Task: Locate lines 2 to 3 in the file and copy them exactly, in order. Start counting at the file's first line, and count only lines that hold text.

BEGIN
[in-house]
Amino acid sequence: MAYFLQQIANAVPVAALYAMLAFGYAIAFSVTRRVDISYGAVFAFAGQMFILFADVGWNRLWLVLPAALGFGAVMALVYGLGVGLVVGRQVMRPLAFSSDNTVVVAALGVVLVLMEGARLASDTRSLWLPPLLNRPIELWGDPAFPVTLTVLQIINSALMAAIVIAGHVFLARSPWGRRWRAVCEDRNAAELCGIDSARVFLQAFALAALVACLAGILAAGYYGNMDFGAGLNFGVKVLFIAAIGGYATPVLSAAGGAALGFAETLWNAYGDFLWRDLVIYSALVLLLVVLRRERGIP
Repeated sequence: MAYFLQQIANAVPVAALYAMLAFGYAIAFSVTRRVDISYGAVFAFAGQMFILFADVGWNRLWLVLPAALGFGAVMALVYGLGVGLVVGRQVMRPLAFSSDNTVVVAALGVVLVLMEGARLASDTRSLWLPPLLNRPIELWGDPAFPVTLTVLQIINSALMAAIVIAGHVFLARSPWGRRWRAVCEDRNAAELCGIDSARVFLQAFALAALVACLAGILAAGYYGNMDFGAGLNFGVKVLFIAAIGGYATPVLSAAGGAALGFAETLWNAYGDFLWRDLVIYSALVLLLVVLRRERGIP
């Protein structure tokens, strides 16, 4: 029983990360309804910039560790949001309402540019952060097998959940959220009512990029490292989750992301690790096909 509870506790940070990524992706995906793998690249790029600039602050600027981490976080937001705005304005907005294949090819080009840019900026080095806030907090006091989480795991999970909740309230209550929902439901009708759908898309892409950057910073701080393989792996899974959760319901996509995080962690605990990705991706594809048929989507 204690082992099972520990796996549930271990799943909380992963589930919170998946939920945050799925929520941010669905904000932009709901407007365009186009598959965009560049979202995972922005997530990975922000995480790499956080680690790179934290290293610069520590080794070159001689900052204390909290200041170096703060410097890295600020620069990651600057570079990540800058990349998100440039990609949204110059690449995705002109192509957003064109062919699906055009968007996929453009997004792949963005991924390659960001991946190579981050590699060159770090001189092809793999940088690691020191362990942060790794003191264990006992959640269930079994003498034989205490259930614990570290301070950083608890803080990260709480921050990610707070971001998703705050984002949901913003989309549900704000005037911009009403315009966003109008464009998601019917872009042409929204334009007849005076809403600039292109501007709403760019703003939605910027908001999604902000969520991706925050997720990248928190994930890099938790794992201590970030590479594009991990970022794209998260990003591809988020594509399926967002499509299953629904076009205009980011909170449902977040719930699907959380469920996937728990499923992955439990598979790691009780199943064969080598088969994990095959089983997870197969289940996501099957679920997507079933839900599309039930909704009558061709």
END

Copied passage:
Amino acid sequence: MAYFLQQIANAVPVAALYAMLAFGYAIAFSVTRRVDISYGAVFAFAGQMFILFADVGWNRLWLVLPAALGFGAVMALVYGLGVGLVVGRQVMRPLAFSSDNTVVVAALGVVLVLMEGARLASDTRSLWLPPLLNRPIELWGDPAFPVTLTVLQIINSALMAAIVIAGHVFLARSPWGRRWRAVCEDRNAAELCGIDSARVFLQAFALAALVACLAGILAAGYYGNMDFGAGLNFGVKVLFIAAIGGYATPVLSAAGGAALGFAETLWNAYGDFLWRDLVIYSALVLLLVVLRRERGIP
Repeated sequence: MAYFLQQIANAVPVAALYAMLAFGYAIAFSVTRRVDISYGAVFAFAGQMFILFADVGWNRLWLVLPAALGFGAVMALVYGLGVGLVVGRQVMRPLAFSSDNTVVVAALGVVLVLMEGARLASDTRSLWLPPLLNRPIELWGDPAFPVTLTVLQIINSALMAAIVIAGHVFLARSPWGRRWRAVCEDRNAAELCGIDSARVFLQAFALAALVACLAGILAAGYYGNMDFGAGLNFGVKVLFIAAIGGYATPVLSAAGGAALGFAETLWNAYGDFLWRDLVIYSALVLLLVVLRRERGIP